Cool. What'd you buy? Too cheap to be a switch, too expensive to be phones - does Cisco even sell phones? Ah, apparently they do. Weird.

/totally nosey
 
2013-06-19 02:34:53 PM

sboyle1020: Unfortunately, your kid is 23...


Boys develop slowly, okay?  Geez.  You sound just like my husband with his "don't you think he's old enough to chew his own food?".
 
2013-06-19 02:35:26 PM
csb time:

a few years back i was working the front desk at a local gym. as one of the guests left he told me to "have a nice day," to which i responded, "thanks--take it easy." the guy stops, turns to me and says something to the effect of, "THAT'S what's wrong with people today--why should I take it EASY? nothing comes easy, you have to work HARD for everything. I HATE it when people say that. You are all LAZY!"

/end csb
 
2013-06-19 02:35:52 PM

vbob: [img.fark.net image 351x469]

.. reference may be too vague for those born after 1980


The one he posted today was also very relevant to this editorial.  I think Plato had a rant similar to this guy at some point.
 
2013-06-19 02:35:54 PM

Heron: Implicit in "no problem" is the chance they may find your demands to be a problem and not do them, and I guess this guy is one of those petty tyrants who finds the idea that those working for him might be making their own decisions independent of his will threatening.


I think you've hit the nail on the head. "No problem" doesn't set the right tone of obeisance to your betters.

/   Born way before 1980
//  Have used "no problem" as far back as I can remember
/// Have no problem with others using it, either
 
2013-06-19 02:36:17 PM

Gecko Gingrich: Aarontology: SOMEONE IS BEING POLITE IN A WAY DIFFERENT THAN HOW I EXPRESS POLITENESS.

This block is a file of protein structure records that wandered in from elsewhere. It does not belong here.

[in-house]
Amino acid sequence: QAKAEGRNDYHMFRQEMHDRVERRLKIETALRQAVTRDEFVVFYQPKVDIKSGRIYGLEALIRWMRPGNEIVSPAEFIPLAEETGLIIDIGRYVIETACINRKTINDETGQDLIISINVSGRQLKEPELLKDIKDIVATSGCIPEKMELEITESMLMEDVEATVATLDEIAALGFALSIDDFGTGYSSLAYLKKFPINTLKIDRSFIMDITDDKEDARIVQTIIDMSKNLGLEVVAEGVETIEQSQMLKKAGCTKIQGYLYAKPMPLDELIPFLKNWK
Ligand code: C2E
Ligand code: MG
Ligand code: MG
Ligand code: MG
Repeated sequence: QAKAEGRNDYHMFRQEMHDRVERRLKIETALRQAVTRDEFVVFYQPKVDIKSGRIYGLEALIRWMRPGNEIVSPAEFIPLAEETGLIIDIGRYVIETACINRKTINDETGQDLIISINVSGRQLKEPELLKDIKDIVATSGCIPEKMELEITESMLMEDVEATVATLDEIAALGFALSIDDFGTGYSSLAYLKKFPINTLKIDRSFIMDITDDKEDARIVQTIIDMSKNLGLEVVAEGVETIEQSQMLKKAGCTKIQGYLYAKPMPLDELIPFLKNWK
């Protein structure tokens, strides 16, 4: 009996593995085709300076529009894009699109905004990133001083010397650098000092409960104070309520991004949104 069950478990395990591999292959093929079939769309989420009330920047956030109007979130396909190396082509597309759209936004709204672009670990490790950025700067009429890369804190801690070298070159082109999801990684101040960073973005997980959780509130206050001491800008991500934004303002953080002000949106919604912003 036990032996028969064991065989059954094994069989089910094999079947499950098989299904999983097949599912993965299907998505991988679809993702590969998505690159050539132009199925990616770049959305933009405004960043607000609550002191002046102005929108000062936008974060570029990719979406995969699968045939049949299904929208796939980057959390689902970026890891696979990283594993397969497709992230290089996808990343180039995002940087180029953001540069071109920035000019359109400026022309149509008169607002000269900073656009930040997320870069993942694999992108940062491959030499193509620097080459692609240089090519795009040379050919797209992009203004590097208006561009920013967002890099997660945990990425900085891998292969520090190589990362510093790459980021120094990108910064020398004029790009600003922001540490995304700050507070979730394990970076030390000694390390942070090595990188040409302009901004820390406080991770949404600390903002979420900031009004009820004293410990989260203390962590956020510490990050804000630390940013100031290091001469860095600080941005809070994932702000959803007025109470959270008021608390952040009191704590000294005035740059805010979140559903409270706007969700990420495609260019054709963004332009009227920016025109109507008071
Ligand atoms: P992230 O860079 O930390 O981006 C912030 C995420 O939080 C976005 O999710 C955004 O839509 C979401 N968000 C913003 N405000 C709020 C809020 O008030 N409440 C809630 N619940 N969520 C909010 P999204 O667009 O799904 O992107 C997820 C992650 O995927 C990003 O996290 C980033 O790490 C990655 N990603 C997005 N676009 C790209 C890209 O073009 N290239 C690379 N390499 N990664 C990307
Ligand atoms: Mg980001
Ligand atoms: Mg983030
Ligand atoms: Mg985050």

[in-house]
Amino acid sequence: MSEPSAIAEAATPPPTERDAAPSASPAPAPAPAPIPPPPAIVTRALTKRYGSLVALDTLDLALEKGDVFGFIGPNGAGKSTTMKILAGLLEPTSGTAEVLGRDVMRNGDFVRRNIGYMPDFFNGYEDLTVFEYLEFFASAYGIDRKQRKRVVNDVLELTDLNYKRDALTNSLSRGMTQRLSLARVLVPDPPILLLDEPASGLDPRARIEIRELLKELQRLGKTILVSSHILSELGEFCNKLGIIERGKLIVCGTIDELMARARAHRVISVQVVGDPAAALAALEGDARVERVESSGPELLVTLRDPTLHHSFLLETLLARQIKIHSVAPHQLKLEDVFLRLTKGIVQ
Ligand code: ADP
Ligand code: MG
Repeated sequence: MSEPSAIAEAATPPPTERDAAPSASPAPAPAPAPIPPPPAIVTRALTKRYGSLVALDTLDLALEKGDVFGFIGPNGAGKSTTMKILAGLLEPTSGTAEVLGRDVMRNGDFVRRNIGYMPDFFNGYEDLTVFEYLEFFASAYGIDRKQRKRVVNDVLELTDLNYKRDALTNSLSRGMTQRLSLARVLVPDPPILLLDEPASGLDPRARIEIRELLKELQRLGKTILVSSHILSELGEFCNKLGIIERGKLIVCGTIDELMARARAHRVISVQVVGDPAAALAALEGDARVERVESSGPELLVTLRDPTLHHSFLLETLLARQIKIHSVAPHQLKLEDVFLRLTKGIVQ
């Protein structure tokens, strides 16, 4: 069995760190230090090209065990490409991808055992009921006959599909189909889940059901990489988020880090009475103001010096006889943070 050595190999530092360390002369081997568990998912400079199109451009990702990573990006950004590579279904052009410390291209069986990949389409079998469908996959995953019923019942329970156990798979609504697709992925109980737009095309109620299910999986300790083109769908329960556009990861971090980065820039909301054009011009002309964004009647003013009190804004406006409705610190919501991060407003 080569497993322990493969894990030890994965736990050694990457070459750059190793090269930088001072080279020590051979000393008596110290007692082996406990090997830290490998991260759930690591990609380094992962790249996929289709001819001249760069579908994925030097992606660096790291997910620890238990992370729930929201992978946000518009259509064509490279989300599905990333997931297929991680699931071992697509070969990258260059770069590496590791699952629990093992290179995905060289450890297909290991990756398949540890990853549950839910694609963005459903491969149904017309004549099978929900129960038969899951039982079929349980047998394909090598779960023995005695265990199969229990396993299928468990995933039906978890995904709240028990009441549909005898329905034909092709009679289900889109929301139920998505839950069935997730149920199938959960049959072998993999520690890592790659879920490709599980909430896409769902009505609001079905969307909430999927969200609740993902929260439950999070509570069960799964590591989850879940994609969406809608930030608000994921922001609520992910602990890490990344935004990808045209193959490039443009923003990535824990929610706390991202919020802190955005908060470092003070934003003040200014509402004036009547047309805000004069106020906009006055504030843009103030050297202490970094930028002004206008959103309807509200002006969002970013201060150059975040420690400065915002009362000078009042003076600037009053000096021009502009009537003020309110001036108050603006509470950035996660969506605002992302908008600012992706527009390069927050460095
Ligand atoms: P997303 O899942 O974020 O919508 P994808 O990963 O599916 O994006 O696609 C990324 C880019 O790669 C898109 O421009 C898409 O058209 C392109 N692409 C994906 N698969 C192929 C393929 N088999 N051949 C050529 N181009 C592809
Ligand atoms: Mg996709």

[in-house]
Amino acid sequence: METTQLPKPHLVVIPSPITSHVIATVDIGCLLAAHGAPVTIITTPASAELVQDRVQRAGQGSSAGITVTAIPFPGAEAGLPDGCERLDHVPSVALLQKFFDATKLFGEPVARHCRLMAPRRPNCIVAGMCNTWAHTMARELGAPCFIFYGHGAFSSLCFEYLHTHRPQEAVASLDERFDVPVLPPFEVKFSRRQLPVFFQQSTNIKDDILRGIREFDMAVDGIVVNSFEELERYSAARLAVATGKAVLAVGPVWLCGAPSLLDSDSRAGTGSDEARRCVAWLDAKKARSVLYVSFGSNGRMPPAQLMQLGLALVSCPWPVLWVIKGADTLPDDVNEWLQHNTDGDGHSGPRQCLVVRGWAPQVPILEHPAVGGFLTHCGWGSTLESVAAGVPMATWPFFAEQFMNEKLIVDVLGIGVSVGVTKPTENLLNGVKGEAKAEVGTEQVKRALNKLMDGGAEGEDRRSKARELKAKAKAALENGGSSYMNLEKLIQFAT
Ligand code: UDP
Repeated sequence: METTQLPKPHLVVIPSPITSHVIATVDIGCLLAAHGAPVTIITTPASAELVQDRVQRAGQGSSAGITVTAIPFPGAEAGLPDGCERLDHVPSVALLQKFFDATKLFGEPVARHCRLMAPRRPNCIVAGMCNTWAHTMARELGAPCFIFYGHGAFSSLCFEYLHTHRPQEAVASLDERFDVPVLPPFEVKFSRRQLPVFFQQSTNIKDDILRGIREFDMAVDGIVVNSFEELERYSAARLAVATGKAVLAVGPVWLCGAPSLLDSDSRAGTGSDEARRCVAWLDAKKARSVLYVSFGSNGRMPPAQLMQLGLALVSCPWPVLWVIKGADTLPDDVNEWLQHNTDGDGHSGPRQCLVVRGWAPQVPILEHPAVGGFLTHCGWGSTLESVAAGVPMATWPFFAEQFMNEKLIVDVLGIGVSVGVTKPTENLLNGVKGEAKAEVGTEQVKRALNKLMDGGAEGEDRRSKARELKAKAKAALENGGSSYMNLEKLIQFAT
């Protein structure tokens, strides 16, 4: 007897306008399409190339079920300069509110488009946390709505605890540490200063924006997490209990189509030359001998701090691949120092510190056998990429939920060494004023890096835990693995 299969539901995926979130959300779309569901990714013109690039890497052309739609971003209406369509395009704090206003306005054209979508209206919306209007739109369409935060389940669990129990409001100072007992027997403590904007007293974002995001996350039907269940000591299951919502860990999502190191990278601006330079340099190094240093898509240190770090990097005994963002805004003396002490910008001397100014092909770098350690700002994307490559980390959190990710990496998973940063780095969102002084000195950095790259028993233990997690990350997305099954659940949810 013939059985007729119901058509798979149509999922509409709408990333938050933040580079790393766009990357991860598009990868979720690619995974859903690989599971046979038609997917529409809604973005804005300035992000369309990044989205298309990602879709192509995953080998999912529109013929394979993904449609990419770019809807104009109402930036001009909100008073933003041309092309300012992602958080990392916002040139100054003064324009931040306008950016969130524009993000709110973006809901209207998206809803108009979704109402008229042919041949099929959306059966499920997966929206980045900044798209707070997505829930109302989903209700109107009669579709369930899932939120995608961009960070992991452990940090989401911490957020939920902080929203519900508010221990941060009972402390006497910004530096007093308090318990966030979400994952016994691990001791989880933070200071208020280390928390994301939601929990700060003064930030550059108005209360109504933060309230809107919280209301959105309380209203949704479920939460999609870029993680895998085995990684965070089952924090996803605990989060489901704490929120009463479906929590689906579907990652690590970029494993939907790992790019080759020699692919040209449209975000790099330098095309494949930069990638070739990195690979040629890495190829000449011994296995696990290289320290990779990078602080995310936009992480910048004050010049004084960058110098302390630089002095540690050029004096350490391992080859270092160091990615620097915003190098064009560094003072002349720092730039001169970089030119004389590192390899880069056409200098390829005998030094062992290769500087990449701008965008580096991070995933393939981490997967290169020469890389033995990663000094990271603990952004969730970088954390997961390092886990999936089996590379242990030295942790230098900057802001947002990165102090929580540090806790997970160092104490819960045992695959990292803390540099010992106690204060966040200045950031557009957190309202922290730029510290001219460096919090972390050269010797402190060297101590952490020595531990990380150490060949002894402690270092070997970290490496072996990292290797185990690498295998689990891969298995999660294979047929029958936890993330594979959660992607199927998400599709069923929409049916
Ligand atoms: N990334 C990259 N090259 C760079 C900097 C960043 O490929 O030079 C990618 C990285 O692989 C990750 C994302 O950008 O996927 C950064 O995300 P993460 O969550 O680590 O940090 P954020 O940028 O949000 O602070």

THIS IS AN OUTRAGE

Seriously. I mean, what does "You're welcome" even mean? I'm sure it has some noble roots, that used to go something like, "Thank you for letting me use your serfs," "You are welcome to use them anytime you need to, sir," but that doesn't even translate to what this guy wants, even the modern shorthand.

"Tap water, please."
"You're welcome."

That exchange makes no damn sense.


""Tap water, please."
"Here you go."
"Thank you."
"You're welcome."

*That* makes sense, but then again, so would replacing "You're welcome" with "No problem".


"welcome" comes from Old English "wilcuma" which literally meant "one whose coming is in accord with another's will" or "one who's presence is chosen/a pleasure". The pieces of the word are cuma meaning "guest" or more literally "one who comes" and willa meaning "choice" or "desire; pleasure". So when this guy insists on "you're welcome" when you give him some water what he's insisting you say to him in the most literal sense is "I wanted you to come here". Less literally, he wants you to say "It was my choice/pleasure" which is little more than a more active construction of "I have no problem with with doing this".
 
2013-06-19 02:36:48 PM

gadian: sboyle1020: Unfortunately, your kid is 23...

Boys develop slowly, okay?  Geez.  You sound just like my husband with his "don't you think he's old enough to chew his own food?".



Haha...interestingly enough I just read an article that said males don't fully mature until they're 43, so he's got some time.

/true story
//32 for women
 
2013-06-19 02:36:50 PM